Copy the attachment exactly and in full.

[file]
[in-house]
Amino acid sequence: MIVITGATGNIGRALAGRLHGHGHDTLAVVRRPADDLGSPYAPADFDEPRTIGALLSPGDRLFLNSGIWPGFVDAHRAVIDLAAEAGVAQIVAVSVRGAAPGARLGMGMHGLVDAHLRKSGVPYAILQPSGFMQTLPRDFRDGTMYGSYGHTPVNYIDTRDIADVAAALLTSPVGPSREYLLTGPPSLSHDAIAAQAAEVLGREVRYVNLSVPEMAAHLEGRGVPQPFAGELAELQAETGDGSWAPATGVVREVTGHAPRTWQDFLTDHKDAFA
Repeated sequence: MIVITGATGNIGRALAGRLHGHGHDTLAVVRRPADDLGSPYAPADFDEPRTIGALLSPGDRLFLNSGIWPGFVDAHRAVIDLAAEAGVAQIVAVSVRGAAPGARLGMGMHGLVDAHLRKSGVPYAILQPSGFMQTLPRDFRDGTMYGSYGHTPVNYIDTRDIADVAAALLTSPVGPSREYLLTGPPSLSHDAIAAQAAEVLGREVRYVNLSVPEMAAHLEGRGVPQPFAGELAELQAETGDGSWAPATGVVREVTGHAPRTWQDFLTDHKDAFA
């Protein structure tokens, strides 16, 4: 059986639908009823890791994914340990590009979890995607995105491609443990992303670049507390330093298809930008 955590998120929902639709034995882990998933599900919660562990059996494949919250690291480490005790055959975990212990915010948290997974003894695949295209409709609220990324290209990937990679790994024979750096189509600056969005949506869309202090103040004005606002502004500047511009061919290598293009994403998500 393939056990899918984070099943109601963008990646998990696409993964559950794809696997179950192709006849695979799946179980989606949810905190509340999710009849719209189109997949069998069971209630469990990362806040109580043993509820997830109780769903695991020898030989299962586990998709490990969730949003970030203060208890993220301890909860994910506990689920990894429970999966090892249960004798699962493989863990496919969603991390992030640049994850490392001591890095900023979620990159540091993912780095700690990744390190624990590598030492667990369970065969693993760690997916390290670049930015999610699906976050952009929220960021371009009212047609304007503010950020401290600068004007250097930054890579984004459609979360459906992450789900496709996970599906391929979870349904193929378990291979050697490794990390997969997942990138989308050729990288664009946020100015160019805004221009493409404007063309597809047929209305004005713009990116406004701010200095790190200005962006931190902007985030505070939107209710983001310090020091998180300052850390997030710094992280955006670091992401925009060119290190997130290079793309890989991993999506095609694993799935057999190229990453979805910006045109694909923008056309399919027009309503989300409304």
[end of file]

[in-house]
Amino acid sequence: MIVITGATGNIGRALAGRLHGHGHDTLAVVRRPADDLGSPYAPADFDEPRTIGALLSPGDRLFLNSGIWPGFVDAHRAVIDLAAEAGVAQIVAVSVRGAAPGARLGMGMHGLVDAHLRKSGVPYAILQPSGFMQTLPRDFRDGTMYGSYGHTPVNYIDTRDIADVAAALLTSPVGPSREYLLTGPPSLSHDAIAAQAAEVLGREVRYVNLSVPEMAAHLEGRGVPQPFAGELAELQAETGDGSWAPATGVVREVTGHAPRTWQDFLTDHKDAFA
Repeated sequence: MIVITGATGNIGRALAGRLHGHGHDTLAVVRRPADDLGSPYAPADFDEPRTIGALLSPGDRLFLNSGIWPGFVDAHRAVIDLAAEAGVAQIVAVSVRGAAPGARLGMGMHGLVDAHLRKSGVPYAILQPSGFMQTLPRDFRDGTMYGSYGHTPVNYIDTRDIADVAAALLTSPVGPSREYLLTGPPSLSHDAIAAQAAEVLGREVRYVNLSVPEMAAHLEGRGVPQPFAGELAELQAETGDGSWAPATGVVREVTGHAPRTWQDFLTDHKDAFA
């Protein structure tokens, strides 16, 4: 059986639908009823890791994914340990590009979890995607995105491609443990992303670049507390330093298809930008 955590998120929902639709034995882990998933599900919660562990059996494949919250690291480490005790055959975990212990915010948290997974003894695949295209409709609220990324290209990937990679790994024979750096189509600056969005949506869309202090103040004005606002502004500047511009061919290598293009994403998500 393939056990899918984070099943109601963008990646998990696409993964559950794809696997179950192709006849695979799946179980989606949810905190509340999710009849719209189109997949069998069971209630469990990362806040109580043993509820997830109780769903695991020898030989299962586990998709490990969730949003970030203060208890993220301890909860994910506990689920990894429970999966090892249960004798699962493989863990496919969603991390992030640049994850490392001591890095900023979620990159540091993912780095700690990744390190624990590598030492667990369970065969693993760690997916390290670049930015999610699906976050952009929220960021371009009212047609304007503010950020401290600068004007250097930054890579984004459609979360459906992450789900496709996970599906391929979870349904193929378990291979050697490794990390997969997942990138989308050729990288664009946020100015160019805004221009493409404007063309597809047929209305004005713009990116406004701010200095790190200005962006931190902007985030505070939107209710983001310090020091998180300052850390997030710094992280955006670091992401925009060119290190997130290079793309890989991993999506095609694993799935057999190229990453979805910006045109694909923008056309399919027009309503989300409304």